Never before has a fast been organised with more fanfare than Mr Modi’s at Ahmedabad. It was well managed and included oratorical flourishes and a large attendance of people of all faiths. The stated aim was laudable but, not surprisingly, the real motive was questioned by many. In view of the vilification of Mr Modi for the last one decade, his credibility will improve when he is fully cleared by the law courts. Till then, the BJP’s allies, like the JD(U) or other non-NDA parties, may not support him.
The BJP is not in a position to win national elections on its own. The secular brigade is demanding that Mr Modi apologise to Muslims for the Gujarat riots. With ongoing court cases in which social activists are reportedly resorting to perjury to implicate him, how can he do so? The misconceived comparison with the anti-Sikh riots, for which Manmohan Singh and not Rajiv Gandhi, apologised, is not relevant. The burning alive of returning pilgrims in the railway train at Godhra and the subsequent killing of innocents were both horrendous incidents for which the guilty must be severely punished. Mr Modi’s astonishing development achievements have been remarkable. Even the US, which was reported to have denied him visa, seems to have recognised this, with the US Congressional Research Service mentioning him and Rahul Gandhi as contenders for Prime Minister in 2014.
L.K. Advani’s proposed rath yatra against corruption has set the chatterati abuzz. Sitaram Yechury apprehends communal violence during this yatra. Linking corruption to communal violence is ludicrous. There may be some justification in saying that Mr Advani’s hidden agenda is to project himself as a future Prime Minister, though he has given no such indication. His Ram Mandir Yatra, despite its communal overtone or its unfortunate aftermath, raised his party from virtual insignificance to dominance in Parliament. Yet he did not throw his hat in the ring for Prime Minister and gracefully accepted his senior and deserving colleague becoming Prime Minister. Even in 2004, with Atal Behari Vajpayee in his eighties, he was not a prime ministerial candidate. He was so projected only in 2009. The jibe of his being a perennial Prime Minister in waiting is unfair. He has served much longer in politics than any other leader today with a totally unblemished record as regards his personal integrity and for not promoting his family in politics. No political leader is better qualified to lead an anti-corruption and anti-dynastic yatra than Mr Advani.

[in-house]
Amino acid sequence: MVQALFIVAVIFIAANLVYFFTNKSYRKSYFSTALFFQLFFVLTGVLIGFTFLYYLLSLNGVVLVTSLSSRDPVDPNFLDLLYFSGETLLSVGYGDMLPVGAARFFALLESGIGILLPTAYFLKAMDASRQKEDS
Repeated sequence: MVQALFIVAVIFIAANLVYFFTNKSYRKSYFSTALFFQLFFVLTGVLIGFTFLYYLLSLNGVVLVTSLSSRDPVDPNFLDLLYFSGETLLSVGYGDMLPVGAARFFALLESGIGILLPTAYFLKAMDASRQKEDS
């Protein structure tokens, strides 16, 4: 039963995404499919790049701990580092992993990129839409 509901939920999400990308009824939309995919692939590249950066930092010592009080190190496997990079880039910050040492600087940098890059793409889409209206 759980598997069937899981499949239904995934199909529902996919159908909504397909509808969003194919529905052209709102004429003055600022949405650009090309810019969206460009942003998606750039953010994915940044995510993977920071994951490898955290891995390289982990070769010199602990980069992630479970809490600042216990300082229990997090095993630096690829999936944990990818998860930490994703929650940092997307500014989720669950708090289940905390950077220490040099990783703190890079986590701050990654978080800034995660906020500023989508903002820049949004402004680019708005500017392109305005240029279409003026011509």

As the leading Opposition party, the BJP must lead this crusade and convince the people of being a credible and united alternative. Nitish Kumar flagging off this yatra may help usher in a Western-style two-party democratic polity which should be welcomed. No age limit is prescribed for the Prime Minister. Acceptability, capability, experience, integrity and physical health matter more than age. Kuer Singh, the most successful military leader of 1857, successfully carried out a 1,000-mile march fighting battles in his eighties. Churchill and Hindenberg remained heads of government till their eighties. Now is not the time to quibble over who will be the Opposition’s prime ministerial candidate. The need now is to provide a ray of hope that corruption will be suitably tackled in our existing, badly mauled democratic polity. In this regard, a strong Opposition is of great value.

The writer, a retired lieutenant-general, was Vice-Chief of Army Staff and has served as governor of Assam and Jammu & Kashmir.